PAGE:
Combined Solid State NMR and X-ray Diffraction Investigation of the Local Structure of the Five-Coordinate Silicon in Fluoride-Containing As-Synthesized STF Zeolite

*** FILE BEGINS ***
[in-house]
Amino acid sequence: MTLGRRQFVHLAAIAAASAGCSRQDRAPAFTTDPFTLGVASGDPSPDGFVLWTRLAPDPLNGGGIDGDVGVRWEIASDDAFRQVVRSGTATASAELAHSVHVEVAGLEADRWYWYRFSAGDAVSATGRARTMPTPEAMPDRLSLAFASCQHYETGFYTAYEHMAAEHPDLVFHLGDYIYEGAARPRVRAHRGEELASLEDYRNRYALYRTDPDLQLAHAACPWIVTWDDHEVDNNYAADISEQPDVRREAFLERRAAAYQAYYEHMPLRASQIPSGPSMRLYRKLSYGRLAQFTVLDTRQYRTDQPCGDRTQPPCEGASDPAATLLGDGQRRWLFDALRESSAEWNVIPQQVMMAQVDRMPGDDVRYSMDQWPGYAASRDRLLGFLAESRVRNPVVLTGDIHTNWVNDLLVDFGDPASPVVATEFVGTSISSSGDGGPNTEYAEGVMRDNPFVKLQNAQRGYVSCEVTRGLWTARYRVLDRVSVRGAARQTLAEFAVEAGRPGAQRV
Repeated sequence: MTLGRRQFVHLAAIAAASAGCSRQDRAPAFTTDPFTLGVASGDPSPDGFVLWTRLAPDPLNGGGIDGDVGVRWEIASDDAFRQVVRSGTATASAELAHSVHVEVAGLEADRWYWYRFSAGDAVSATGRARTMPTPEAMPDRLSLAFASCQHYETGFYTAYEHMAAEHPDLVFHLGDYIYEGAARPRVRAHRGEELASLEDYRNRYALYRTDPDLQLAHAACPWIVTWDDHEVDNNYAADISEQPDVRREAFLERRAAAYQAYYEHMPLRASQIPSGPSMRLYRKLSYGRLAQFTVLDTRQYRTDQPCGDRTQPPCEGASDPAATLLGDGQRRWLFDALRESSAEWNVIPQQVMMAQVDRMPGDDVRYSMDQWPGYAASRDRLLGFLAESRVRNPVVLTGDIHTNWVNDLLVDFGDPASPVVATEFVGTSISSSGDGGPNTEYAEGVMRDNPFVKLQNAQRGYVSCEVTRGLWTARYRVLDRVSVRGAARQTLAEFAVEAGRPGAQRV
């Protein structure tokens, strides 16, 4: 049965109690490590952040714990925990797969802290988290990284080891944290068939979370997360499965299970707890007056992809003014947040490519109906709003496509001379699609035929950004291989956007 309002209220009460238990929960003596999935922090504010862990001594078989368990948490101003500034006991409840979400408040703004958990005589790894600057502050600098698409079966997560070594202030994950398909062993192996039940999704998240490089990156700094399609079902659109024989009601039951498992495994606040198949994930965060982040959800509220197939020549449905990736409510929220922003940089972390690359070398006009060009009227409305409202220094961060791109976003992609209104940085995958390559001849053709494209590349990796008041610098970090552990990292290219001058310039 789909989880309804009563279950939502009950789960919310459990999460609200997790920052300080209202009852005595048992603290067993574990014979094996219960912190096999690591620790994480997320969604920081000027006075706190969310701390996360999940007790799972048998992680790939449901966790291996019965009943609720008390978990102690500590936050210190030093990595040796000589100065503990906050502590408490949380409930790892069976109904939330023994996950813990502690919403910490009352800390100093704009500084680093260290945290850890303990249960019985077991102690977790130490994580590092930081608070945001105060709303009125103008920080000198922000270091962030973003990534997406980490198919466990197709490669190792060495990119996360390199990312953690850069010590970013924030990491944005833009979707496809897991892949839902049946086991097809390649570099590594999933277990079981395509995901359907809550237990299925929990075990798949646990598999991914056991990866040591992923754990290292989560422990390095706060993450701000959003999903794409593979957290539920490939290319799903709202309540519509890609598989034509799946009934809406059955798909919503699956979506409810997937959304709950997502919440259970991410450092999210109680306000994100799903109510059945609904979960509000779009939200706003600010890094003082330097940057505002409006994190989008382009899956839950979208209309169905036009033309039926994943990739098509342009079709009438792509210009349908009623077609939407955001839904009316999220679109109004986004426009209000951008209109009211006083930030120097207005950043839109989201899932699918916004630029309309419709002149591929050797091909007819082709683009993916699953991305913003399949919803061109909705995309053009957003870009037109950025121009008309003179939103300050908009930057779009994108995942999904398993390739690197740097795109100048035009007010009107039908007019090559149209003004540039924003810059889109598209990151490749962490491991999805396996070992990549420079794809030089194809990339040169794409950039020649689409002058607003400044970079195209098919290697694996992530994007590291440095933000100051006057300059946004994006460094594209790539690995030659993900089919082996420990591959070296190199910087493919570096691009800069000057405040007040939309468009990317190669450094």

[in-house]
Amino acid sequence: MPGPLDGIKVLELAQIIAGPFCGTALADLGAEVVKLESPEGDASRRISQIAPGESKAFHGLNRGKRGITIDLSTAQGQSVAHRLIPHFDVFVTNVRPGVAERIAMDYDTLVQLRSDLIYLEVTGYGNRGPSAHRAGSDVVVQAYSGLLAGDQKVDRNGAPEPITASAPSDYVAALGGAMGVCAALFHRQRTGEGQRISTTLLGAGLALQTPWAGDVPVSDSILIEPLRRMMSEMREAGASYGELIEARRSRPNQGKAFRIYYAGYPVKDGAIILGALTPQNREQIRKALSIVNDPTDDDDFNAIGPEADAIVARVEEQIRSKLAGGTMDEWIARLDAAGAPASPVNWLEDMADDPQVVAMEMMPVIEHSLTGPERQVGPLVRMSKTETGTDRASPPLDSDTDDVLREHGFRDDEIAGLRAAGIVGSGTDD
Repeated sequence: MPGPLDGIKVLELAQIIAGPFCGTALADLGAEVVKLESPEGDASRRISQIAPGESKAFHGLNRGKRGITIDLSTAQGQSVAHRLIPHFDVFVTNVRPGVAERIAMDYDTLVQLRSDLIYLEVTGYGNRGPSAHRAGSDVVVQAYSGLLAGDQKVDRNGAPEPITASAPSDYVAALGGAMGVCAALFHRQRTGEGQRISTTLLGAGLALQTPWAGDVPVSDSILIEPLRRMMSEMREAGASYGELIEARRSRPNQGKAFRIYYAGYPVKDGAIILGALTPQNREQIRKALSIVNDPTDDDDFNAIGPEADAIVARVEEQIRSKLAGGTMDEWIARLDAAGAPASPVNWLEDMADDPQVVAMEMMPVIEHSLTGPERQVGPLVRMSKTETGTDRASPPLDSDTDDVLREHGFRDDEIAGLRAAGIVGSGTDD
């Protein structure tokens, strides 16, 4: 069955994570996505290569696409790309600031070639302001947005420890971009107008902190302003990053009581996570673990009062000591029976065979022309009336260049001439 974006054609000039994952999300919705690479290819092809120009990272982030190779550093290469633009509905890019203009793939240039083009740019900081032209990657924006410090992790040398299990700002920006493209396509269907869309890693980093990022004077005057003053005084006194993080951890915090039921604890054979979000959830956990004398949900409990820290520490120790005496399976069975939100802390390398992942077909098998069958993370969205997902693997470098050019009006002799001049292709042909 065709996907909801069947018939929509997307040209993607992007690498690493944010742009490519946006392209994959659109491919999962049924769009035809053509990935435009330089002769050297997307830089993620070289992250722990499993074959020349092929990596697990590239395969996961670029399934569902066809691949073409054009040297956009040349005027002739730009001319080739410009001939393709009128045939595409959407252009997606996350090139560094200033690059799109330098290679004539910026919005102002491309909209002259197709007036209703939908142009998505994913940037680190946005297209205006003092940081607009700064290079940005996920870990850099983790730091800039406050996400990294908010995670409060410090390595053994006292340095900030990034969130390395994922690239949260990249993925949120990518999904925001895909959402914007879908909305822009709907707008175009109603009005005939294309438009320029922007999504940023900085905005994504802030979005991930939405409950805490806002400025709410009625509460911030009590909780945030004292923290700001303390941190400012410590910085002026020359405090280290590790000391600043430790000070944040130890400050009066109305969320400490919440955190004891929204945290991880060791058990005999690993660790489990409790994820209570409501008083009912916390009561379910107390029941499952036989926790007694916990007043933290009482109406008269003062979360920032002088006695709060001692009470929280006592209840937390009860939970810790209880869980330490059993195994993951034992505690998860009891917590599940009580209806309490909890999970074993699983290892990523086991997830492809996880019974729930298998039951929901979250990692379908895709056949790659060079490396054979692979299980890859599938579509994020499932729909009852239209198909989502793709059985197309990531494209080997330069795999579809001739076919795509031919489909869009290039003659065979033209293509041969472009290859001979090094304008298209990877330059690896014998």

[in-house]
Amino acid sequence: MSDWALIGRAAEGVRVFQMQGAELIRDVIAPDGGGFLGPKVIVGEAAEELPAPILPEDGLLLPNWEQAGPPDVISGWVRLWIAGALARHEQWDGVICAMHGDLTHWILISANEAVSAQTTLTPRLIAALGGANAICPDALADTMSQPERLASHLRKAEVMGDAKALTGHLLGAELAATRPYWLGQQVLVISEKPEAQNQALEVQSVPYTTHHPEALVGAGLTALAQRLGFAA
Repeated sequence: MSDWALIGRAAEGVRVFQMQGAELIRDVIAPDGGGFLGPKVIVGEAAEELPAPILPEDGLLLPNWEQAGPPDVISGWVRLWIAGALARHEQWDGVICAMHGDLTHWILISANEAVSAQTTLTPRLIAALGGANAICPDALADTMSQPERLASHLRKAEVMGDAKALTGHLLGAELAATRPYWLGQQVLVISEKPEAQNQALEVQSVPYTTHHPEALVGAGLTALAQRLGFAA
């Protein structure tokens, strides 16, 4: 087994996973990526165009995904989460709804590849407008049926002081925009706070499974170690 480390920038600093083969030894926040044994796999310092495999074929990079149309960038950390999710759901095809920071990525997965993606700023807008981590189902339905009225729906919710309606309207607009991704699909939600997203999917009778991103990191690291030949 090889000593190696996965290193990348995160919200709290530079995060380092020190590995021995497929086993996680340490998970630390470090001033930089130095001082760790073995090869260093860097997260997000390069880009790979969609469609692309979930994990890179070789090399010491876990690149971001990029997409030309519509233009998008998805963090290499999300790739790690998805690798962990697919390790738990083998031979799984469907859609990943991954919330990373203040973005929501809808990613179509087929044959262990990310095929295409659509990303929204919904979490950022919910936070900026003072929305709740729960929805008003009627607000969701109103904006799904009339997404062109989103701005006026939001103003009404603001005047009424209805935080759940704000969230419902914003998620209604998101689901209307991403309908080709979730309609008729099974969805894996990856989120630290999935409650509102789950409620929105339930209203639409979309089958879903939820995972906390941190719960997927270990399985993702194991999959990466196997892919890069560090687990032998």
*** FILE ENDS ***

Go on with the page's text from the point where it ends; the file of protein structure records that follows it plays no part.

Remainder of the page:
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The local structure of the [SiO(4/2)F]- unit in fluoride-containing as-synthesized STF zeolite has been experimentally determined by a combination of solid-state NMR and microcrystal X-ray diffraction to be very close to trigonal bipyramidal. Because the fluoride ions are disordered over two sites, the resulting local structure of the [SiO(4/2)F]- unit from a conventional XRD refinement is an average between tetrahedral SiO(4/2) and five-coordinate [[SiO(4/2)F]-, giving an apparent F-Si distance longer than expected. The correct F-Si distance was determined by slow spinning MAS and fast spinning (19)F/(29)Si CP and REDOR solid-state NMR experiments and found to be between 1.72 and 1.79 A. In light of this, the X-ray structure was re-refined, including the disorder at Si3. The resulting local structure of the [SiO(4/2)F]- unit was very close to trigonal bipyramidal with a F-Si distance of 1.744 (6) A, in agreement with the NMR results and the prediction of Density Functional Theory calculations. In addition, further evidence for the existence of a covalent F-Si bond is provided by a (19)F-->(29)Si refocused INEPT experiment. The resonance for the five-coordinate species at -147.5 ppm in the (29)Si spectrum is a doublet due to the (19)F/(29)Si J-coupling of 165 Hz. The peaks in this doublet have remarkably different effective chemical shift anisotropies due to the interplay of the CSA, dipolar coupling, and J-coupling tensors. The distortions from tetrahedral geometry of the neighboring silicon atoms to the five-coordinate Si3 atom are manifested in increased delta(aniso) values. This information, along with F-Si distances measured by (19)F-->(29)Si CP experiments, makes it possible to assign half of the (29)Si resonances to unique tetrahedral sites. As well as determining the local geometry of the [SiO(4/2)F]- unit, the work presented here demonstrates the complementarity of the solid-state NMR and X-ray diffraction techniques and the advantages of using them together.
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